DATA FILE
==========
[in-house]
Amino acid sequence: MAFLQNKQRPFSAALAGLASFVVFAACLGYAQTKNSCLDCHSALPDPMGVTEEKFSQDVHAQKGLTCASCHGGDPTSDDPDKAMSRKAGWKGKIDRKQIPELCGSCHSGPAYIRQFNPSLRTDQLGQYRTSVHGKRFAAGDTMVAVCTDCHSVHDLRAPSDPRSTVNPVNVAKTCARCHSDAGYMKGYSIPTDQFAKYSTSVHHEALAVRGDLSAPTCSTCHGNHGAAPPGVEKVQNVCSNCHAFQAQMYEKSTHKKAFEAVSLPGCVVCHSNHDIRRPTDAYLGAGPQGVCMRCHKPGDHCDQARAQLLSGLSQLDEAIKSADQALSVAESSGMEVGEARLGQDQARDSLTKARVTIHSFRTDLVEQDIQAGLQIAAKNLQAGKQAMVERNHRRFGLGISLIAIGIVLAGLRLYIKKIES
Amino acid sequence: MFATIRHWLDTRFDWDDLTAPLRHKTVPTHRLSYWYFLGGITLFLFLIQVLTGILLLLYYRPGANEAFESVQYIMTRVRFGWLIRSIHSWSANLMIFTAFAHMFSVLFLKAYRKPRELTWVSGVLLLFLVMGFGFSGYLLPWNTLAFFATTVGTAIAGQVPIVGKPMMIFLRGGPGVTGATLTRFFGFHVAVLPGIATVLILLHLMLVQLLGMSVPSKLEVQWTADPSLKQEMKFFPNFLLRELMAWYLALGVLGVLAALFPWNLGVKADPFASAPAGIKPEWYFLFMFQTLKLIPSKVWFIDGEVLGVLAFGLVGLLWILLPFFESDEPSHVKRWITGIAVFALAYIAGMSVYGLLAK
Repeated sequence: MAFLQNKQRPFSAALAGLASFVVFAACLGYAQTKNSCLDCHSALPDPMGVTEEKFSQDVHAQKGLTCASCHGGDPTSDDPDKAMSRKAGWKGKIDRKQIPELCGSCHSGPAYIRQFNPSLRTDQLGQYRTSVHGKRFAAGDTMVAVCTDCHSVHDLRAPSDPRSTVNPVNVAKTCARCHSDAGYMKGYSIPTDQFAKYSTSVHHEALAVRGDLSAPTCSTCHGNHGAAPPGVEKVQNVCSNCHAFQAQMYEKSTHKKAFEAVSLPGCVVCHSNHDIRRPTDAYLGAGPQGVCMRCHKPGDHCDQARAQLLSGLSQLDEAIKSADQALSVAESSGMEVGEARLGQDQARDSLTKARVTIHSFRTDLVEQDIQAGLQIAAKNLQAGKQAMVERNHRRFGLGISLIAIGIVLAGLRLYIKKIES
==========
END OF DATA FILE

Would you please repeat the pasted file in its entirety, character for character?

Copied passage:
[in-house]
Amino acid sequence: MAFLQNKQRPFSAALAGLASFVVFAACLGYAQTKNSCLDCHSALPDPMGVTEEKFSQDVHAQKGLTCASCHGGDPTSDDPDKAMSRKAGWKGKIDRKQIPELCGSCHSGPAYIRQFNPSLRTDQLGQYRTSVHGKRFAAGDTMVAVCTDCHSVHDLRAPSDPRSTVNPVNVAKTCARCHSDAGYMKGYSIPTDQFAKYSTSVHHEALAVRGDLSAPTCSTCHGNHGAAPPGVEKVQNVCSNCHAFQAQMYEKSTHKKAFEAVSLPGCVVCHSNHDIRRPTDAYLGAGPQGVCMRCHKPGDHCDQARAQLLSGLSQLDEAIKSADQALSVAESSGMEVGEARLGQDQARDSLTKARVTIHSFRTDLVEQDIQAGLQIAAKNLQAGKQAMVERNHRRFGLGISLIAIGIVLAGLRLYIKKIES
Amino acid sequence: MFATIRHWLDTRFDWDDLTAPLRHKTVPTHRLSYWYFLGGITLFLFLIQVLTGILLLLYYRPGANEAFESVQYIMTRVRFGWLIRSIHSWSANLMIFTAFAHMFSVLFLKAYRKPRELTWVSGVLLLFLVMGFGFSGYLLPWNTLAFFATTVGTAIAGQVPIVGKPMMIFLRGGPGVTGATLTRFFGFHVAVLPGIATVLILLHLMLVQLLGMSVPSKLEVQWTADPSLKQEMKFFPNFLLRELMAWYLALGVLGVLAALFPWNLGVKADPFASAPAGIKPEWYFLFMFQTLKLIPSKVWFIDGEVLGVLAFGLVGLLWILLPFFESDEPSHVKRWITGIAVFALAYIAGMSVYGLLAK
Repeated sequence: MAFLQNKQRPFSAALAGLASFVVFAACLGYAQTKNSCLDCHSALPDPMGVTEEKFSQDVHAQKGLTCASCHGGDPTSDDPDKAMSRKAGWKGKIDRKQIPELCGSCHSGPAYIRQFNPSLRTDQLGQYRTSVHGKRFAAGDTMVAVCTDCHSVHDLRAPSDPRSTVNPVNVAKTCARCHSDAGYMKGYSIPTDQFAKYSTSVHHEALAVRGDLSAPTCSTCHGNHGAAPPGVEKVQNVCSNCHAFQAQMYEKSTHKKAFEAVSLPGCVVCHSNHDIRRPTDAYLGAGPQGVCMRCHKPGDHCDQARAQLLSGLSQLDEAIKSADQALSVAESSGMEVGEARLGQDQARDSLTKARVTIHSFRTDLVEQDIQAGLQIAAKNLQAGKQAMVERNHRRFGLGISLIAIGIVLAGLRLYIKKIES